MH: Not at all! When I’d been paired with Nick I did a quick search and was very impressed with his work. I did however wonder how we could find some common ground, him working at amazing large scale creating pieces in wood and metal, versus my own work with textiles. We got off to a slow start and exchanged a few emails over time, mainly getting to know about each other (Nick has young children similar in age to my granddaughters) and how we were coping in lockdown.

DN: You’ve worked together on new felting by Myra for one of Nick’s Luna Lights. Was collaborative working an objective for you generally, or did it specifically come out of this buddy relationship? What triggered this project’s start?

MH: I had no pre-expectations of what might come from the buddy scheme so the collaboration was a great outcome. When I had looked at Nick’s work I had been struck with how his Luna lighting could possibly work with the textures of my feltwork. After a few emails Nick suggested a collaboration using his lighting, I was really pleased with the idea as the thought had crossed my mind.

NR: I really like to collaborate, especially with experts in their own fields. I’ve worked quite a bit with graphic artists, using my work as the surface for graphics etc…. Our early conversations were about family and the weirdness of lockdown. At first I didn’t think there’d be much scope for collaboration but after asking about Myra’s interest in pushing the boundaries of felt, we got on to discussing textures. It got me thinking: I wonder what the surface texture [of felt] looks like when it’s lit like one of my Luna Lights?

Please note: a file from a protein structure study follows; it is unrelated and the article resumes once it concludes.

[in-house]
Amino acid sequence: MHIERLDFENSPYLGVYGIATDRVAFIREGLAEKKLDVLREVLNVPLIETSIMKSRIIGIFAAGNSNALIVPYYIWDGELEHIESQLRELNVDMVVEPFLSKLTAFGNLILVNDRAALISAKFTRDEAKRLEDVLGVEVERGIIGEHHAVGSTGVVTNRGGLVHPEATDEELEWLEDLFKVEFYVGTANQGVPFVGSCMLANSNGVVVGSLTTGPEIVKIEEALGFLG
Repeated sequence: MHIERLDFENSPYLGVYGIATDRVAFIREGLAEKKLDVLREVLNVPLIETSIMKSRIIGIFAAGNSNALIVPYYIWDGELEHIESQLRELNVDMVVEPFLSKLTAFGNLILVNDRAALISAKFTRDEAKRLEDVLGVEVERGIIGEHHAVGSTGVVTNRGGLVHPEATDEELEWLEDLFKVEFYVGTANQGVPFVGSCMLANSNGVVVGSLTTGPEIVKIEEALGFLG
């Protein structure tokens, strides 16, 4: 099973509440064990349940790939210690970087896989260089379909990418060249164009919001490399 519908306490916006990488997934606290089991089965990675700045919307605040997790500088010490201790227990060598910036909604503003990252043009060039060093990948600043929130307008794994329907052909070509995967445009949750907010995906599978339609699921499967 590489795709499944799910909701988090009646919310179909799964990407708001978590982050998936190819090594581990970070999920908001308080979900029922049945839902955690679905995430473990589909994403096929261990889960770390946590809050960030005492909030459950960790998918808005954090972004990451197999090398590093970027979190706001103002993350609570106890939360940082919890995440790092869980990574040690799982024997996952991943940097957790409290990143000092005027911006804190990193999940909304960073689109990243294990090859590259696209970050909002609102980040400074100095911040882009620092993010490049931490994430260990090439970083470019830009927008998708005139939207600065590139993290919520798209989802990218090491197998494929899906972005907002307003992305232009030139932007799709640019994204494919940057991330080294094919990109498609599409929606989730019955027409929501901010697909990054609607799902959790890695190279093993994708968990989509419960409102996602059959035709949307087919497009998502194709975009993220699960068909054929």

DN: How did you develop the work: what conversations did you have? Did you jointly plan what you made, or was the work done quite separately? Please tell us about the materials and processes involved.

NR: With light pieces there is no real way of knowing how it will look until it’s actually made, so I sent Myra one of my LED hoops and asked her to try it, to see what it looked like held over some of her existing pieces.

MH: Nick had mentioned sending one of his Luna Lights but then one Sunday I happened to pick up a message that he was passing by on the M1 within the hour and could drop one off! All done very safely on the doorstep…..

I then played around with various pieces that I already had (none of them big) to see its effects with the lighting. It was interesting to see the fibres of the various pieces showing up and I was mainly looking at shining the light through from behind, it really did take on a whole new planetry look. This was a change of focus for me as it was making me think purely of textures and shade rather than colour (I normally think of both combined) I sent some images over to Nick via whatsapp and he suggested placing the light on top, he also assured me we’d somehow find a way to fix the two together. I then embarked on creating a large piece of felt that would be big enough once shrunk to be stretched behind the light.